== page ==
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Items of Interest . . .




  • This January 2019 article in The Washington Post illustrates the work of our grantee, Healthy Babies Project (GT grantee, 2017), through the personal story of one of its residents. The nonprofit rents a one-level brick house in Northeast Washington which houses young mothers and their babies, and teaches skills to more than 300 young women and girls annually in the District, including pregnancy prevention classes for teenagers and parenting classes for baffled new mothers. The landlord now wants to sell the house, and the organization is trying to raise money to buy it.

  • This Sept 11, 2018 article from the New York Times provides a detailed and compelling account of how employment alone has no longer become the solution to poverty in the US.  The author, Matthew Desmond (winner of 2017 Pulitzer Prize for his nonfiction work, Evicted) uses one case study of a family trapped in poverty and homelessness despite the single mother's efforts at a minimum-wage job while struggling to raise teen children.  Desmond explains that the myth of the nonworking, idle poor is a persistent influence in today's "reform" of the social safety net.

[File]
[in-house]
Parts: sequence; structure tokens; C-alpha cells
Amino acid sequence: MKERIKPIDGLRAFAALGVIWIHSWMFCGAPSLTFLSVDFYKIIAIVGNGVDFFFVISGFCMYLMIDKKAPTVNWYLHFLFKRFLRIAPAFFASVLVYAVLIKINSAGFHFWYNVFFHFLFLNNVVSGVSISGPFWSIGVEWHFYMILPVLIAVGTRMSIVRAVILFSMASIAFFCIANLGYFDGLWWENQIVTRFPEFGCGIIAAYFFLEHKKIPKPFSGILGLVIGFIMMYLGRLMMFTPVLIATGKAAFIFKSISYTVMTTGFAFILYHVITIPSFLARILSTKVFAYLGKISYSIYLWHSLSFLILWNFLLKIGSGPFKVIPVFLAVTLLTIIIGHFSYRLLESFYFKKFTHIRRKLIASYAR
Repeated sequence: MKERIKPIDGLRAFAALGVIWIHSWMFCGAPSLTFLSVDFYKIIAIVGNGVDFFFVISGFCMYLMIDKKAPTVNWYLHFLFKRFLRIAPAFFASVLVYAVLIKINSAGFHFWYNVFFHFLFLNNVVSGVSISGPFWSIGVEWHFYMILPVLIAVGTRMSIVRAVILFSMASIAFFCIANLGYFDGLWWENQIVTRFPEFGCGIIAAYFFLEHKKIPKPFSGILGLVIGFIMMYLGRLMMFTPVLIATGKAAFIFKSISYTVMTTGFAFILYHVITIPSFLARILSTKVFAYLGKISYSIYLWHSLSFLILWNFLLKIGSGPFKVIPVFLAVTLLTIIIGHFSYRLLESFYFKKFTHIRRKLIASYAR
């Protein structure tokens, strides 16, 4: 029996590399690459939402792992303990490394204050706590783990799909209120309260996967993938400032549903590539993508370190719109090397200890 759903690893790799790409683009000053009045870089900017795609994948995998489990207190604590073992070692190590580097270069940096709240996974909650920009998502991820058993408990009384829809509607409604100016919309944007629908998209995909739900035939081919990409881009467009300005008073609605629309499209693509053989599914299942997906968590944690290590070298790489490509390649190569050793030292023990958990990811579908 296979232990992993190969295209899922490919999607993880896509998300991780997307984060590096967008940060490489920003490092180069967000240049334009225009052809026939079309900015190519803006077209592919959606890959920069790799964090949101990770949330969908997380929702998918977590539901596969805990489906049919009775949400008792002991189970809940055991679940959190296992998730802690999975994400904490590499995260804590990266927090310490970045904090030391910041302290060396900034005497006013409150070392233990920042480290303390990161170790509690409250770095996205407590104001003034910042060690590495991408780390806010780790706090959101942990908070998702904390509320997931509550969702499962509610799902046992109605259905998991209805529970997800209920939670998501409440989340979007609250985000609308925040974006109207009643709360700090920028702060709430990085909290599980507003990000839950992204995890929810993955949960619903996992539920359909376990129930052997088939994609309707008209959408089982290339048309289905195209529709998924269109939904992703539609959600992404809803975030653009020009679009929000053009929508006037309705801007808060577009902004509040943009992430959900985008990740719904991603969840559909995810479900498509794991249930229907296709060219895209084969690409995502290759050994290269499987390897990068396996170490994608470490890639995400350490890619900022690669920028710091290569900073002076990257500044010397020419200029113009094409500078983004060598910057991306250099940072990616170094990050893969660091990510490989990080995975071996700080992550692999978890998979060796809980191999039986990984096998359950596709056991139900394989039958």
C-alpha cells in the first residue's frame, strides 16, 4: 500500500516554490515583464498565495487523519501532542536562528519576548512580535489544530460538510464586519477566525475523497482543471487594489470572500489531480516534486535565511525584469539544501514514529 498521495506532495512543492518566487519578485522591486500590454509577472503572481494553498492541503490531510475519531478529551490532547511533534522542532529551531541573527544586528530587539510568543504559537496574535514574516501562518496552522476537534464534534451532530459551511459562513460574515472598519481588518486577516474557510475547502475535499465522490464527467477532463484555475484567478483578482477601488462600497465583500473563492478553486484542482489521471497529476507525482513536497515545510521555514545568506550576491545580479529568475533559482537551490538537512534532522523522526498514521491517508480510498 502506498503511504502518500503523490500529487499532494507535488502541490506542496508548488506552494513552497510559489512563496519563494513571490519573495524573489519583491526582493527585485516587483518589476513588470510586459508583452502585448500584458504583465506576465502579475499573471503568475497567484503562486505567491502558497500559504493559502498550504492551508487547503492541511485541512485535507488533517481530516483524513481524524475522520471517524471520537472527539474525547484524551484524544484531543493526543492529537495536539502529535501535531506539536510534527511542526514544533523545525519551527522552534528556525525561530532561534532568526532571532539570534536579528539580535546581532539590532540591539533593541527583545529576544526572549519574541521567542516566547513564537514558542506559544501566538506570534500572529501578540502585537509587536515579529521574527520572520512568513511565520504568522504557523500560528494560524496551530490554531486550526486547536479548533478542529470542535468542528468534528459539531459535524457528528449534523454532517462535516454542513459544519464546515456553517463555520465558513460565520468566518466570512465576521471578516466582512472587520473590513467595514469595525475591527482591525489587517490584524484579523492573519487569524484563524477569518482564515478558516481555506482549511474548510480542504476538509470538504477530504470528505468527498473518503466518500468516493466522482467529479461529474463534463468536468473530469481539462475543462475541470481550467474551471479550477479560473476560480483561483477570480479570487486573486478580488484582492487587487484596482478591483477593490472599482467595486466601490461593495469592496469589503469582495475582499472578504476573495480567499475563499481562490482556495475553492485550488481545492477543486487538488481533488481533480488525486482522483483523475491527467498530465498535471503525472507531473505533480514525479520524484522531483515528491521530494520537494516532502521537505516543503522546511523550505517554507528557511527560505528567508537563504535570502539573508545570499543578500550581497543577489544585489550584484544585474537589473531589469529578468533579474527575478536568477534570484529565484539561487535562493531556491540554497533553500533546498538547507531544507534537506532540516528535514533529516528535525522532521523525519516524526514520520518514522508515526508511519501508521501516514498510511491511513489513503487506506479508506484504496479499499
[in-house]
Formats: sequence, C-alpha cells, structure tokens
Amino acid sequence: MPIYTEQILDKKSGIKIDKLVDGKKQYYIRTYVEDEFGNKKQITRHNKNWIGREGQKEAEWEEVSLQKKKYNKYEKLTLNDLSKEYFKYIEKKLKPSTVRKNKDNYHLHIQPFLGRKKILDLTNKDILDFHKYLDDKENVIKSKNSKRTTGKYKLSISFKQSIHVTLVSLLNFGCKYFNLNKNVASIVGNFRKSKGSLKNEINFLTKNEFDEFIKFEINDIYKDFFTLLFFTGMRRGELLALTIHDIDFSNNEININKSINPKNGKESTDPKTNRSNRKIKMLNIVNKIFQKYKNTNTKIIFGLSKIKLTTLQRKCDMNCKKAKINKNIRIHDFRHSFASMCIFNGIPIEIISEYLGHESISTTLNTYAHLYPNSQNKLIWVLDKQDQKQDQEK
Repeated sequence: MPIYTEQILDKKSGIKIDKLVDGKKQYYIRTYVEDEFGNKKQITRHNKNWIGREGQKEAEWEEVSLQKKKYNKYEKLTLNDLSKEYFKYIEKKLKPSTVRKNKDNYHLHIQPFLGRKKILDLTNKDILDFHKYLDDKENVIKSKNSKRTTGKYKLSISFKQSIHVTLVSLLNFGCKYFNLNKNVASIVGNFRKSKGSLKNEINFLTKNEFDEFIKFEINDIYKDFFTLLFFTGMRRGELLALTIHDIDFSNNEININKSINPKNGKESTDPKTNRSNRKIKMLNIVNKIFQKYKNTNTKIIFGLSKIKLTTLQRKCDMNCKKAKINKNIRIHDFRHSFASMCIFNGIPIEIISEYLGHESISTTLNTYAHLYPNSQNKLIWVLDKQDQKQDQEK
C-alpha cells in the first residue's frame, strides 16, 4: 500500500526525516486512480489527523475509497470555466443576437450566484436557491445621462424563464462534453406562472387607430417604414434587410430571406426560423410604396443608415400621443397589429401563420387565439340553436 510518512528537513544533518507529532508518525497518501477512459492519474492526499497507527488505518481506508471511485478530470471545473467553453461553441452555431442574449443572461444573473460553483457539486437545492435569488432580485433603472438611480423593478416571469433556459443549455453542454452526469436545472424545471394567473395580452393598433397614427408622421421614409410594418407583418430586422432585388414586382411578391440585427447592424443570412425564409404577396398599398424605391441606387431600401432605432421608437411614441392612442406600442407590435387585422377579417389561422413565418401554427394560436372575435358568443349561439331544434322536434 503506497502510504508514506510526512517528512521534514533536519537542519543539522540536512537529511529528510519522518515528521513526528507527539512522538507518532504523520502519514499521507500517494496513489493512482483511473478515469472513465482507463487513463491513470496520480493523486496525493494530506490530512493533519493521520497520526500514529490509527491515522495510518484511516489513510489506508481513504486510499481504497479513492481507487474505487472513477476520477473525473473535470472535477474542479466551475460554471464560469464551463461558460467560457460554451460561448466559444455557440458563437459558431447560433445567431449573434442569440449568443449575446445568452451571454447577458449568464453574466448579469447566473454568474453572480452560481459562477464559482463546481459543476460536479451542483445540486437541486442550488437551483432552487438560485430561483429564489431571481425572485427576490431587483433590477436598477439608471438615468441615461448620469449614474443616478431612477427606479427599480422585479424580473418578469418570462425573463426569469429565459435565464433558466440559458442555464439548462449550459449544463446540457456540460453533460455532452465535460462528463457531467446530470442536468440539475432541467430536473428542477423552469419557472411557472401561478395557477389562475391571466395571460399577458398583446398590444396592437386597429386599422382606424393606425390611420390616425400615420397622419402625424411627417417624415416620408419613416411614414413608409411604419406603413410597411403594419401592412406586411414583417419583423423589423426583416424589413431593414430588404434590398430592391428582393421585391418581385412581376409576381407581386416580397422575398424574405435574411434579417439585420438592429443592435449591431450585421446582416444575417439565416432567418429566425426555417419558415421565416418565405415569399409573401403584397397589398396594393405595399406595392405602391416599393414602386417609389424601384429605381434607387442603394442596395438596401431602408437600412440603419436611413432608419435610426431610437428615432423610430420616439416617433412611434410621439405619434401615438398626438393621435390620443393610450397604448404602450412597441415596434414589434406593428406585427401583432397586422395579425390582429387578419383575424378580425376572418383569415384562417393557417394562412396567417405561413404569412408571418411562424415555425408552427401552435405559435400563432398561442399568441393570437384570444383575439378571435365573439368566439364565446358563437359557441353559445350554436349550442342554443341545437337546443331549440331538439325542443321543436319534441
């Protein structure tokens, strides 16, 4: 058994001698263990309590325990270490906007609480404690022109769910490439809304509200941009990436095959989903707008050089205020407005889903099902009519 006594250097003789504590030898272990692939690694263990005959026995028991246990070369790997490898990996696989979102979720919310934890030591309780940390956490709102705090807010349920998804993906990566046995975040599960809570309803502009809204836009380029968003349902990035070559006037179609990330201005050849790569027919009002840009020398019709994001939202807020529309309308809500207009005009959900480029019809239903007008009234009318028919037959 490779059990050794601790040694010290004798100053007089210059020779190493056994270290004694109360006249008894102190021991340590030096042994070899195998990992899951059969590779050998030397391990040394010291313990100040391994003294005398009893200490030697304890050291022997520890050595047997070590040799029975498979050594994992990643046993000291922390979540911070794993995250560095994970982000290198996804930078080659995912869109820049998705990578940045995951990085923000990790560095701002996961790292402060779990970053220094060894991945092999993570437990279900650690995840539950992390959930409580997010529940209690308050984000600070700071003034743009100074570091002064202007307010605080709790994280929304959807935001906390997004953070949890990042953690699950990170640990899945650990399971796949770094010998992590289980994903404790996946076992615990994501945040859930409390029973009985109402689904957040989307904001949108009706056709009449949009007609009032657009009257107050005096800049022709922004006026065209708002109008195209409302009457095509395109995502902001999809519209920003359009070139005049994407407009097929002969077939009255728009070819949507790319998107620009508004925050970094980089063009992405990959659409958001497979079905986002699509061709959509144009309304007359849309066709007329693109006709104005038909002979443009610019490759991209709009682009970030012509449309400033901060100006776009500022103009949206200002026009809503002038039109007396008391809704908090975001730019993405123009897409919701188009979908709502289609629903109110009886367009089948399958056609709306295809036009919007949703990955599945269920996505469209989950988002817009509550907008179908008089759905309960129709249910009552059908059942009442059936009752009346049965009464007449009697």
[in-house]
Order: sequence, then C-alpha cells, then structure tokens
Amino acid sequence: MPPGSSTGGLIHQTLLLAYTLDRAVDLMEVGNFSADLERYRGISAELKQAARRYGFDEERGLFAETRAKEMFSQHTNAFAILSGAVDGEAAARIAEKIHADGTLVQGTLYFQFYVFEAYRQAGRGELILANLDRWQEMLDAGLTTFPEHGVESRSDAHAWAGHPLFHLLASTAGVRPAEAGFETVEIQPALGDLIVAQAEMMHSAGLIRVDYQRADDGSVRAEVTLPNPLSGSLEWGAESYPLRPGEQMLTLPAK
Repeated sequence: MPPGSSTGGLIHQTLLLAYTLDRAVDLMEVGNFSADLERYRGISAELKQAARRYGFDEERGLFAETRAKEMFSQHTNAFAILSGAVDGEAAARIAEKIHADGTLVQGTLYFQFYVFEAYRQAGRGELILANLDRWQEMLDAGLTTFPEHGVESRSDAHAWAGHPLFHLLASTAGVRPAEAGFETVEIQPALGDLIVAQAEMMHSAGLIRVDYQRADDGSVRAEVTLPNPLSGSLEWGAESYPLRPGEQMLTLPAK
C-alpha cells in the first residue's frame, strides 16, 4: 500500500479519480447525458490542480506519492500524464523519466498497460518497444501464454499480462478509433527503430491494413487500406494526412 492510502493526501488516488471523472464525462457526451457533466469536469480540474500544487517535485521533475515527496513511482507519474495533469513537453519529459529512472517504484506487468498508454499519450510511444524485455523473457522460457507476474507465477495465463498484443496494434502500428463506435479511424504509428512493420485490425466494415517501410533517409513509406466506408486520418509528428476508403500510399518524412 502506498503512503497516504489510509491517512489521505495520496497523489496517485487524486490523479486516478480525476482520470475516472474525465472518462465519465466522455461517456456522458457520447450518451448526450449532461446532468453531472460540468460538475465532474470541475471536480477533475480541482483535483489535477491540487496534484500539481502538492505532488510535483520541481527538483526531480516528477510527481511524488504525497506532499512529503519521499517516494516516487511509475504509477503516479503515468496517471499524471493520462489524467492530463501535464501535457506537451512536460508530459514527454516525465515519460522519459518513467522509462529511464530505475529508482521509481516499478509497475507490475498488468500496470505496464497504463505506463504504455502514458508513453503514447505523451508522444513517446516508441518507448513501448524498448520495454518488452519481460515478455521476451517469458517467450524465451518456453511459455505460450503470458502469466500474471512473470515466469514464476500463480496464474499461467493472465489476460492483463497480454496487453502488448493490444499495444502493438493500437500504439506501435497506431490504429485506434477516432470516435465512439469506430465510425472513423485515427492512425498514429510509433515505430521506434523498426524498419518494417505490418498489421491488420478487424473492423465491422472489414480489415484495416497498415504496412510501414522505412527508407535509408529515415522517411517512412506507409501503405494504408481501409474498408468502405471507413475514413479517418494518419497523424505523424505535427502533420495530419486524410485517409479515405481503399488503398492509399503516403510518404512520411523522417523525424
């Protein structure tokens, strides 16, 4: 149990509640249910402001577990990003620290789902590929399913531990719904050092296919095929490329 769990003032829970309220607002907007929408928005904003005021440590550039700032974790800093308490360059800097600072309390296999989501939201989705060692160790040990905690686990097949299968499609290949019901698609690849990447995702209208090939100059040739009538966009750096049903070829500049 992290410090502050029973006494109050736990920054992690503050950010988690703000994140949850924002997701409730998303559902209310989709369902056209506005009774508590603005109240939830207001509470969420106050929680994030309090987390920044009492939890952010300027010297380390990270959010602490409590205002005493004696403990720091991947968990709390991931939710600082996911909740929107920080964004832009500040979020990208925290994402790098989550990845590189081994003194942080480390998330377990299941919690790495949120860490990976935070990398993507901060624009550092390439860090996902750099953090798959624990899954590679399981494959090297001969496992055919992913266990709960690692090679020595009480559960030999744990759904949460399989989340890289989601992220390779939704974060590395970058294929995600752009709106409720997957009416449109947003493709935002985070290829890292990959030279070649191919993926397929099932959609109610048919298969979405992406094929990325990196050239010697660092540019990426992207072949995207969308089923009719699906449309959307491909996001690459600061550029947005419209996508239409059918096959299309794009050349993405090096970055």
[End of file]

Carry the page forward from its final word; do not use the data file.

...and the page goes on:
• This July 2018 graphic arts-style article provides a very informative (and visually captivating) summary of food poverty and the very modest, but critical, benefits provided by the Supplemental Nutrition Assistance Program (SNAP, otherwise known as food stamps).  These benefits, which the Administration wants to further tighten, amount to only $1.86 per person per meal. 

SNAP benefits add up to $1.86 per person, per meal. Here's what that looks like.
Read More:

  • This July 2018 blog from the WRAG (Washington Regional Association of Grantmakers) explains that as foundations and corporations strive to have greater impact on social problems, their philanthropic strategies have moved from being responsive to more proactive.  No longer is it sufficient to simply support nonprofits doing good work.  Today's funders are looking to invest in solutions NOT organizations.


  • Kids are major beneficiaries of most safety-net programs for food, housing, and healthcare (e.g., 44% of food stamp recipients are children). The Administration's plans to cut spending on poverty means cutting spending on kids—a downward trend that is already happening....Children will receive just one cent of every dollar from the projected $1.6 trillion increase in federal spending authorized under the Trump administration, while children’s share of the budget will drop from 9.4 percent to 6.9 percent. See:


  • Poverty is moving to the suburbs. The war on poverty hasn’t followed. 

Moving out of the city used to be the American Dream. Now it can make life harder. See:



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